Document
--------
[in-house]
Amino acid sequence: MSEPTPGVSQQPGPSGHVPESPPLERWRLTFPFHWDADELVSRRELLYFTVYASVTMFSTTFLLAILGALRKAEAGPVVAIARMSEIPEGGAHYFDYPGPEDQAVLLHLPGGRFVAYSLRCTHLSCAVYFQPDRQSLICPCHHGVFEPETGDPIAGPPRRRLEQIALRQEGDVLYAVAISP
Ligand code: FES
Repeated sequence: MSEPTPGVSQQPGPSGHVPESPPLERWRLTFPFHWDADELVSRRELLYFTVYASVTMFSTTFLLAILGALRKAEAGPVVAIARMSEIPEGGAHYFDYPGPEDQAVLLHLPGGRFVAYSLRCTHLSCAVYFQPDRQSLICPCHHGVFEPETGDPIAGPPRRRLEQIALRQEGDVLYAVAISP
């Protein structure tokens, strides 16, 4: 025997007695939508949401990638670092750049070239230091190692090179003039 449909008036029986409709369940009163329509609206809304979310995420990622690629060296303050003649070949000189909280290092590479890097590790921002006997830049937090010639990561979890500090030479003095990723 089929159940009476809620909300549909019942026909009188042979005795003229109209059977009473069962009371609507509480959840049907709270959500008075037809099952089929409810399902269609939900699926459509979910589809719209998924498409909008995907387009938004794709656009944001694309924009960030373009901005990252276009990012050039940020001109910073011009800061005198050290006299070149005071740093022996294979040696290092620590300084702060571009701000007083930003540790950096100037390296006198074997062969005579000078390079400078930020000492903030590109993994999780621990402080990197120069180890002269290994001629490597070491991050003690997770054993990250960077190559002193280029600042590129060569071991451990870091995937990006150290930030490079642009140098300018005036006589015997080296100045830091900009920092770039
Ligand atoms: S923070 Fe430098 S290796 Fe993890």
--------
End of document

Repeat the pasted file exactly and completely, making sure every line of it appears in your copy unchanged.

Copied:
[in-house]
Amino acid sequence: MSEPTPGVSQQPGPSGHVPESPPLERWRLTFPFHWDADELVSRRELLYFTVYASVTMFSTTFLLAILGALRKAEAGPVVAIARMSEIPEGGAHYFDYPGPEDQAVLLHLPGGRFVAYSLRCTHLSCAVYFQPDRQSLICPCHHGVFEPETGDPIAGPPRRRLEQIALRQEGDVLYAVAISP
Ligand code: FES
Repeated sequence: MSEPTPGVSQQPGPSGHVPESPPLERWRLTFPFHWDADELVSRRELLYFTVYASVTMFSTTFLLAILGALRKAEAGPVVAIARMSEIPEGGAHYFDYPGPEDQAVLLHLPGGRFVAYSLRCTHLSCAVYFQPDRQSLICPCHHGVFEPETGDPIAGPPRRRLEQIALRQEGDVLYAVAISP
């Protein structure tokens, strides 16, 4: 025997007695939508949401990638670092750049070239230091190692090179003039 449909008036029986409709369940009163329509609206809304979310995420990622690629060296303050003649070949000189909280290092590479890097590790921002006997830049937090010639990561979890500090030479003095990723 089929159940009476809620909300549909019942026909009188042979005795003229109209059977009473069962009371609507509480959840049907709270959500008075037809099952089929409810399902269609939900699926459509979910589809719209998924498409909008995907387009938004794709656009944001694309924009960030373009901005990252276009990012050039940020001109910073011009800061005198050290006299070149005071740093022996294979040696290092620590300084702060571009701000007083930003540790950096100037390296006198074997062969005579000078390079400078930020000492903030590109993994999780621990402080990197120069180890002269290994001629490597070491991050003690997770054993990250960077190559002193280029600042590129060569071991451990870091995937990006150290930030490079642009140098300018005036006589015997080296100045830091900009920092770039
Ligand atoms: S923070 Fe430098 S290796 Fe993890």